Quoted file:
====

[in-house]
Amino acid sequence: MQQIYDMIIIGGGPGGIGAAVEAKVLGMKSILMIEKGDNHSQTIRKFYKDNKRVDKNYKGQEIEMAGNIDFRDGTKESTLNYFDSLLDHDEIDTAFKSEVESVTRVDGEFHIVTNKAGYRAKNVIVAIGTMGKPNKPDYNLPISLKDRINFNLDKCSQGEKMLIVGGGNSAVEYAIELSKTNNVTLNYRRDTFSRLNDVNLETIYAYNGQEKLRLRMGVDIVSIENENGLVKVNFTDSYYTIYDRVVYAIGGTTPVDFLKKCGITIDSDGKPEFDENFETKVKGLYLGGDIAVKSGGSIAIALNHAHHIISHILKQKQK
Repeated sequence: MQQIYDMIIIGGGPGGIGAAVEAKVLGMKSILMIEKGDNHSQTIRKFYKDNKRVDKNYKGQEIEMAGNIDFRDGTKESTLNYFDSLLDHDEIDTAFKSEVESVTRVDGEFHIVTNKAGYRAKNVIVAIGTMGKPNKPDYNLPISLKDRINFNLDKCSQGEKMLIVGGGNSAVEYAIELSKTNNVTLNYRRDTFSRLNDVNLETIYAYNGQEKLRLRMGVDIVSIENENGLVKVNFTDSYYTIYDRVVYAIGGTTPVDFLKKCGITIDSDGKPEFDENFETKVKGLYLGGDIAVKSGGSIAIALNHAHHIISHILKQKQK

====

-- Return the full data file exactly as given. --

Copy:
[in-house]
Amino acid sequence: MQQIYDMIIIGGGPGGIGAAVEAKVLGMKSILMIEKGDNHSQTIRKFYKDNKRVDKNYKGQEIEMAGNIDFRDGTKESTLNYFDSLLDHDEIDTAFKSEVESVTRVDGEFHIVTNKAGYRAKNVIVAIGTMGKPNKPDYNLPISLKDRINFNLDKCSQGEKMLIVGGGNSAVEYAIELSKTNNVTLNYRRDTFSRLNDVNLETIYAYNGQEKLRLRMGVDIVSIENENGLVKVNFTDSYYTIYDRVVYAIGGTTPVDFLKKCGITIDSDGKPEFDENFETKVKGLYLGGDIAVKSGGSIAIALNHAHHIISHILKQKQK
Repeated sequence: MQQIYDMIIIGGGPGGIGAAVEAKVLGMKSILMIEKGDNHSQTIRKFYKDNKRVDKNYKGQEIEMAGNIDFRDGTKESTLNYFDSLLDHDEIDTAFKSEVESVTRVDGEFHIVTNKAGYRAKNVIVAIGTMGKPNKPDYNLPISLKDRINFNLDKCSQGEKMLIVGGGNSAVEYAIELSKTNNVTLNYRRDTFSRLNDVNLETIYAYNGQEKLRLRMGVDIVSIENENGLVKVNFTDSYYTIYDRVVYAIGGTTPVDFLKKCGITIDSDGKPEFDENFETKVKGLYLGGDIAVKSGGSIAIALNHAHHIISHILKQKQK